“Understand what this project is,” he said. It allows Canadians “to pump their oil, send it through our land, down to the Gulf, where it will be sold everywhere else.” The President has repeatedly delayed deciding on Keystone XL, for which TransCanada first applied for a permit six years ago.

Tuesday’s debate was a last-ditch effort by Ms. Landrieu, an ardent Keystone XL supporter who is fighting for her political life in a runoff election next month, to show she had clout in Washington as the Senate’s energy committee chair. “I know in my heart” that there will be 60 votes, she said in an impassioned plea that almost sounded like begging.

In her heart, perhaps, but not on the Senate floor, where – by falling one short – the pro-Keystone XL faction will now need to wait until January, when the Republican majority in the new Congress will add three or four more backers of the project.

Meanwhile, polls show Ms. Landrieu is now 20 points behind Bill Cassidy, the Republican who sponsored pro-Keystone XL legislation that won easily in the House of Representatives last Friday.

Senator Mitch McConnell, the Kentucky Republican who will become majority leader in the next Senate, vowed to revisit the Keystone XL issue. The “new majority will be taking this matter up and sending it to the President,” he said.

But even the addition of several more pro-Keystone senators won’t give the project’s backers the 67 votes needed to override a presidential veto.

Undeterred by Tuesday’s failed bill, Alberta Premier Jim Prentice said he was “reasonably optimistic” that a vote on the pipeline would clear a new Congress dominated by Republicans in January. Earlier in the day, the Premier called the U.S. Senate vote “critical for the future of Alberta.”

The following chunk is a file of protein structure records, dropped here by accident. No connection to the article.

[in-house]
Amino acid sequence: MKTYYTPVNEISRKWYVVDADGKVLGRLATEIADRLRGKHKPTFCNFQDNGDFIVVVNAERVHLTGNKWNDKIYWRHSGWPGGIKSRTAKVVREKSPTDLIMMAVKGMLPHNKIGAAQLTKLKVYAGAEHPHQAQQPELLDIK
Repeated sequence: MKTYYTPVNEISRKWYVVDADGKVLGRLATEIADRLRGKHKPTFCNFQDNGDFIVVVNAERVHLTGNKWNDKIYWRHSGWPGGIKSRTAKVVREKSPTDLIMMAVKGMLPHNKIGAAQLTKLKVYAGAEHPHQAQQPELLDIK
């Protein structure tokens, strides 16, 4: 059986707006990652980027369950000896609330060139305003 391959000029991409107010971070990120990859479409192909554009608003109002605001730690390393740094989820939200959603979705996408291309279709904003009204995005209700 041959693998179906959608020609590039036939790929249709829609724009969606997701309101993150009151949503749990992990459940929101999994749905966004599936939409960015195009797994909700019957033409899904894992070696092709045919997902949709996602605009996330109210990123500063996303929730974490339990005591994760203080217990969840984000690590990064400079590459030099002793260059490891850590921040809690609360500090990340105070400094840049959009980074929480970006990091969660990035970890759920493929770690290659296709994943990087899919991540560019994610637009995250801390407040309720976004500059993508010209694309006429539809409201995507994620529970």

In December, prominent Republican Governor Chris Christie of New Jersey will visit Alberta to discuss the pipeline and oil exports. The Premier will then travel to the U.S. capital in January to meet with American legislators.

“This is not the end of the process, but a step along the way and one might expect that once the new members of the U.S. Senate are sworn in this process will continue anew,” Mr. Prentice said.

Saskatchewan Premier Brad Wall expressed his dismay with the vote. “It’s disappointing that the Keystone XL bill did not receive the 60 required votes, but it’s pretty clear it will pass when the new senators take their seats early in the new year,” said Mr. Wall, on a trade mission in India. “I hope at that time, the President will accept the direction of both houses and the will of the majority of Americans who support Keystone XL, and that he will sign this bill.”

Environmentalists have turned Keystone XL into a test of Mr. Obama’s vow to combat carbon emissions, which he says threaten future generations.

They are now girding for what they expect will be a wave of Republican-backed legislation seeking to roll back Mr. Obama’s other regulatory efforts on carbon emissions.

“It is likely that for the next two years we will be faced with one of the most anti-environmental congresses in U.S. history,” said Ben Schreiber, climate and energy program director with Friends of the Earth.

WASHINGTON — The Globe and Mail
Published Tuesday, Nov. 18 2014, 3:04 PM EST
Last updated Wednesday, Nov. 19 2014, 5:06 AM EST